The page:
Anthonia Nwaorie was one flight away from achieving a long time dream of building a clinic in Nigeria but her plan was cut short by U.S. Customs and Border Protection.
A US-based citizen, Anthonia was on her way to Nigeria with her $41,377 savings in her bag and some medical supplies, which she planned to use to treat people that need it.
But as she was about to board the flight to Nigeria, she was stopped by the U.S. Customs and Border Protection officials, asking her how many people she was carrying money for, how many people she was traveling with and how long she had been in the US.
Shocked by the questions, Anthonia, who had been in the US since 1982, explained that she was alone and had earned her money legally, but her money was seized.
According to the U.S. Customs and Border Protection, Anthonia was supposed to declare that she was leaving the country with more than $10,000—a requirement Anthonia said she was never aware of.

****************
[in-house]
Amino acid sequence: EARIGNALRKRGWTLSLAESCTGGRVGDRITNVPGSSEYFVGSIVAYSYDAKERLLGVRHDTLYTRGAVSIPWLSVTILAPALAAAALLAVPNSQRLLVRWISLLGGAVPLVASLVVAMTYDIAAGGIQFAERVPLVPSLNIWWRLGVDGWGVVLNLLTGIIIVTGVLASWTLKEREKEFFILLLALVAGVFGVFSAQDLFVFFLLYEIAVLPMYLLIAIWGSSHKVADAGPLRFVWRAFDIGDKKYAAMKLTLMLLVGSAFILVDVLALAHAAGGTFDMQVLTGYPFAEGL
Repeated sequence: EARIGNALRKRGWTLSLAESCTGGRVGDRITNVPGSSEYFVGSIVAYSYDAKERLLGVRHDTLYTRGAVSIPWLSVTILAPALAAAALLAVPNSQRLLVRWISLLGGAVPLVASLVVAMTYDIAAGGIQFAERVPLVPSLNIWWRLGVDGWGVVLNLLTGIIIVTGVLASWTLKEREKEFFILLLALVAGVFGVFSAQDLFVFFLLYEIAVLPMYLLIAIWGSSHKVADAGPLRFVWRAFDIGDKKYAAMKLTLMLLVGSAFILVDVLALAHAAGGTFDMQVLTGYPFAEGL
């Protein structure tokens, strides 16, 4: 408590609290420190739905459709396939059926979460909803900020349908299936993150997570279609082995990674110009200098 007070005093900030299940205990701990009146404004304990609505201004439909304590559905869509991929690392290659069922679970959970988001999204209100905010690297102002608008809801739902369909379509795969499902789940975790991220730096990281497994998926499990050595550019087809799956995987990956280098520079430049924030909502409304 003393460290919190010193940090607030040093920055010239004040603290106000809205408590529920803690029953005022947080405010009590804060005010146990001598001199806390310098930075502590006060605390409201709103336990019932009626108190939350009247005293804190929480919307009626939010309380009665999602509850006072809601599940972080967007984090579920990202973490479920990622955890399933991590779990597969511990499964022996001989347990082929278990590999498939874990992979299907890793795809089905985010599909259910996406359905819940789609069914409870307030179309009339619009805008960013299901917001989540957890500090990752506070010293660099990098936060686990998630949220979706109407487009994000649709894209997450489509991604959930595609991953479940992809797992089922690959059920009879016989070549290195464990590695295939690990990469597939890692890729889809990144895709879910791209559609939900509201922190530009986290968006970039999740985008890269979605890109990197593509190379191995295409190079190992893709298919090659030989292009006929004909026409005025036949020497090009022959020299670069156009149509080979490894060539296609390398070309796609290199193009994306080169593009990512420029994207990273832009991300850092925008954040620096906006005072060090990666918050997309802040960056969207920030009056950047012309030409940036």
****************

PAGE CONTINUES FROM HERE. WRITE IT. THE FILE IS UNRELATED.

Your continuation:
Months later, Anthonia said her money was yet to be returned unless she signs a “hold harmless” agreement, promising she will not sue CBP over the incident and will compensate the government for costs it has incurred while enforcing the agreement.
If she refuses to sign, Anthonia said the agency said it would claim that she abandoned her money.
But Anthonia has refused to sign the agreement because that would mean she was signing away her right. So, she has sued the government and would wait for the court’s judgement on it.
“The government took my money for no good reason and kept me from building a medical clinic that can provide healthcare to vulnerable women and children. Now they’re demanding that I sign away my rights to get back what has rightly belonged to me all along. I am an American, and I will not surrender my rights,” she said in a statement shared by the IJ.